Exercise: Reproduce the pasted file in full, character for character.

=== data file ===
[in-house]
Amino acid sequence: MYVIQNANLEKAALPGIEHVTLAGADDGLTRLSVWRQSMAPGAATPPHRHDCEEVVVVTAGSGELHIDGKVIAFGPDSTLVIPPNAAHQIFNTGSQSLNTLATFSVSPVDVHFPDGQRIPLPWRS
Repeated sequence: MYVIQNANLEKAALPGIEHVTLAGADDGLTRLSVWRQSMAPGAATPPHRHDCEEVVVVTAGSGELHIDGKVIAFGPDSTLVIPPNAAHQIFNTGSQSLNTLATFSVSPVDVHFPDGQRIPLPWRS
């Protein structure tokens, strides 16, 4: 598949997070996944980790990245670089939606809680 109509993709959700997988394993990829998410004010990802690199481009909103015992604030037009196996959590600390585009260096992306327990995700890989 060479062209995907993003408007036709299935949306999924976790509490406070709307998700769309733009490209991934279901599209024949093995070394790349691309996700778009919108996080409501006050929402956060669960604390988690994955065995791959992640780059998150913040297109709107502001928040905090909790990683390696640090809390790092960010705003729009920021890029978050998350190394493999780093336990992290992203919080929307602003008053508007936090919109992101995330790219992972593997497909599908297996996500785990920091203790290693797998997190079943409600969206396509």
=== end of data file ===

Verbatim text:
[in-house]
Amino acid sequence: MYVIQNANLEKAALPGIEHVTLAGADDGLTRLSVWRQSMAPGAATPPHRHDCEEVVVVTAGSGELHIDGKVIAFGPDSTLVIPPNAAHQIFNTGSQSLNTLATFSVSPVDVHFPDGQRIPLPWRS
Repeated sequence: MYVIQNANLEKAALPGIEHVTLAGADDGLTRLSVWRQSMAPGAATPPHRHDCEEVVVVTAGSGELHIDGKVIAFGPDSTLVIPPNAAHQIFNTGSQSLNTLATFSVSPVDVHFPDGQRIPLPWRS
């Protein structure tokens, strides 16, 4: 598949997070996944980790990245670089939606809680 109509993709959700997988394993990829998410004010990802690199481009909103015992604030037009196996959590600390585009260096992306327990995700890989 060479062209995907993003408007036709299935949306999924976790509490406070709307998700769309733009490209991934279901599209024949093995070394790349691309996700778009919108996080409501006050929402956060669960604390988690994955065995791959992640780059998150913040297109709107502001928040905090909790990683390696640090809390790092960010705003729009920021890029978050998350190394493999780093336990992290992203919080929307602003008053508007936090919109992101995330790219992972593997497909599908297996996500785990920091203790290693797998997190079943409600969206396509």